While observing these exchanges of languages, emotions, forgiveness, and apology, I felt as though I was watching an event too significant for its casualness. I felt wholly unprepared for such raw emotion(s). I wanted to go back in time and invite MLK, Jr. or Gandhi to this event ... [I was] feeling guilty and not deserving to see such a beautiful event. The Vietnamese man's forgiveness seemed almost holy. It was not without some form of religion, established or not, that supreme acts of courage or "turning the other cheek" occur. I have seen no better example. I feel so lucky to have witnessed this. It will not be forgotten ...

I am (obviously) still working on digesting this day. I expect to be digesting and living out my deepest responses to this peace I saw for the rest of my life.

US Marine with Pham Thanh Cong, My Lai survivor

So shall we all. "Once the vet started to speak," Heather Keenan wrote, "I was overcome with emotion. He seemed just as confused as the survivor, which really struck me. We have read about this confusion among soldiers before, but to actually hear it really impacted me. I envisioned this vet and survivor running across the room into an embrace, which only enhanced my emotions."

"Seeing the Marine was definitely a sobering experience," Fran Tubb said. "It made the whole experience seem real. I could see on his face and the way his hands shook that he was nervous and so incredibly sorry. He was full of regrets." "It was emotional, painful, sobering, and real," Sharon Yoo said. "I thought to myself," James Bridgforth wrote, "'Well, I'm not going to cry,' but of course I did."

After the draining experience in the meeting room, we went on to the museum, which I had seen twice before, but which was an additional moving experience to the students. In looking through the guestbook comments, Anne found one from Tim O'Brien on a visit in 1994, which further brought things together for the students.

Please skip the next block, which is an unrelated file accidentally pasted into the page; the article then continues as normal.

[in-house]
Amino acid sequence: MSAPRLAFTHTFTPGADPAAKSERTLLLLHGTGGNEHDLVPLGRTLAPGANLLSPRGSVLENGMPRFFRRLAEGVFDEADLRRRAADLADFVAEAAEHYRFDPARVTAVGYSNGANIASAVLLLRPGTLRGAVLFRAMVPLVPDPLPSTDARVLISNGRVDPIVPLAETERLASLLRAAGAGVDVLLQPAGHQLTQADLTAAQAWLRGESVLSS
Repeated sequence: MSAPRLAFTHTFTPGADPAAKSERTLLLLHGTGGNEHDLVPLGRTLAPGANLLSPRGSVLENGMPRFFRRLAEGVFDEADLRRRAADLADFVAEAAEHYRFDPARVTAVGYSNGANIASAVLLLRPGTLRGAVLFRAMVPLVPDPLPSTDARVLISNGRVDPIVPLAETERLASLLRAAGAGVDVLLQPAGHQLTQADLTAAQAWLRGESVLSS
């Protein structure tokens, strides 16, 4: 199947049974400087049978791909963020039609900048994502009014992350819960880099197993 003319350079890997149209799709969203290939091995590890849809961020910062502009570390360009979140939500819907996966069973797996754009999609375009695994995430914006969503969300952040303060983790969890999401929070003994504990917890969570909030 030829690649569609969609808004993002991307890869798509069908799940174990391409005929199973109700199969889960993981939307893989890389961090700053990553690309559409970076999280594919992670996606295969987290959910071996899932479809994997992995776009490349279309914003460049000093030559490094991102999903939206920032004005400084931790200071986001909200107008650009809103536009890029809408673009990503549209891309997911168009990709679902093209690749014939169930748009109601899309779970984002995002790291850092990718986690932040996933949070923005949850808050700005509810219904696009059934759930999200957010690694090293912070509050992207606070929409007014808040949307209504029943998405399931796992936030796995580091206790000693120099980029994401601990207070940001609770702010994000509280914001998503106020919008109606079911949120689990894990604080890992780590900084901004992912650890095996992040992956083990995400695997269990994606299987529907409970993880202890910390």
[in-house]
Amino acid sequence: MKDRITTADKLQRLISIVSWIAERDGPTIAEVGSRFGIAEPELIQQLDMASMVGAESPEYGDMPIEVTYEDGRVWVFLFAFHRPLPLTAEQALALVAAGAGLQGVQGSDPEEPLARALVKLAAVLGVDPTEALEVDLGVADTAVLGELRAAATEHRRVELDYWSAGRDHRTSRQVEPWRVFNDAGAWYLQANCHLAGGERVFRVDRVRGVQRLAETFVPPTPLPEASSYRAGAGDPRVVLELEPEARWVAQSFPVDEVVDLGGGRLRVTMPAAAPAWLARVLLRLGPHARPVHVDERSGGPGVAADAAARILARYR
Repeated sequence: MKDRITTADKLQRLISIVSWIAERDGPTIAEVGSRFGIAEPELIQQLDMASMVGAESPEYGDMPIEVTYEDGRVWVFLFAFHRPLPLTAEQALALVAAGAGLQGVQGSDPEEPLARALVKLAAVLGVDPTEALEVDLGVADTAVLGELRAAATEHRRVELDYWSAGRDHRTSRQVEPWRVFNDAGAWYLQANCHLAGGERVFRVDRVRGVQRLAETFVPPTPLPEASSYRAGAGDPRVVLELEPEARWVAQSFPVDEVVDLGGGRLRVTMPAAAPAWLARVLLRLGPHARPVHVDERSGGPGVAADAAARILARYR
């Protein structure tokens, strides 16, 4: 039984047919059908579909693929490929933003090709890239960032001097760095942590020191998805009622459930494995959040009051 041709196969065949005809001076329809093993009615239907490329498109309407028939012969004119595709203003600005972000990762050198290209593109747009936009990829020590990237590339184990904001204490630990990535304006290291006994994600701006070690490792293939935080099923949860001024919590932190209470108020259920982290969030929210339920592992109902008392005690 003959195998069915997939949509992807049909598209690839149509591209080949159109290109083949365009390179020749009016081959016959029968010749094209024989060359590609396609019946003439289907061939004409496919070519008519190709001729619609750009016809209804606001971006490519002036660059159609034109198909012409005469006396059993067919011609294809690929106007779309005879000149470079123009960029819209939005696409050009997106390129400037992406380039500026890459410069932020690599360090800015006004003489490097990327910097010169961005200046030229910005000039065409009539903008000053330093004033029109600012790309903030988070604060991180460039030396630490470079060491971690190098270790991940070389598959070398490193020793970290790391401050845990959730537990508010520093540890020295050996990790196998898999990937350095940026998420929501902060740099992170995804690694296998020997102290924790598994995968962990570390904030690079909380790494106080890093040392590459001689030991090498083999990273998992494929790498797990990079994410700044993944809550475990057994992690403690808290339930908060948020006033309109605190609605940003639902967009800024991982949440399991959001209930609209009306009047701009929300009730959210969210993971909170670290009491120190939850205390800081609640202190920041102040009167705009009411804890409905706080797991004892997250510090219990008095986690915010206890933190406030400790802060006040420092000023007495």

We went around the grounds where the massacre took place, including the ditch in which so many people were killed, and the students lit incense in front of the memorial statue.

McElvaine and studnts with Pham Thanh Cong, My Lai survivor

"Today was such a powerful experience," Mary Rebecca Martin said, and we would all agree. It was an amazing day. George Holmes described it this way in his journal:

Today was very emotional for me. Seeing My Lai was definitely one of the most moving experiences of my life. I generally consider myself to be pretty good at controlling emotions, but listening to the survivor talk brought me to tears. I feel guilt. I feel shame. I feel angry. These were people with husbands, wives, daughters, mothers, sons, and we slaughtered them with no regard for humanity. That is WRONG. What if that had been me? ... just speaking to the vet I could tell there was a lot of pain in his voice ... No matter what else I take from this trip, I will never forget the man who lost everything at the hands of my fellow countrymen.

"Tension. Immediate," Kate Sundell wrote. "I struggled to meet [the survivor's] gaze. How could I forget? How can anyone?" None of us will forget this day. It was an educational experience that could never be attained in a classroom on a campus.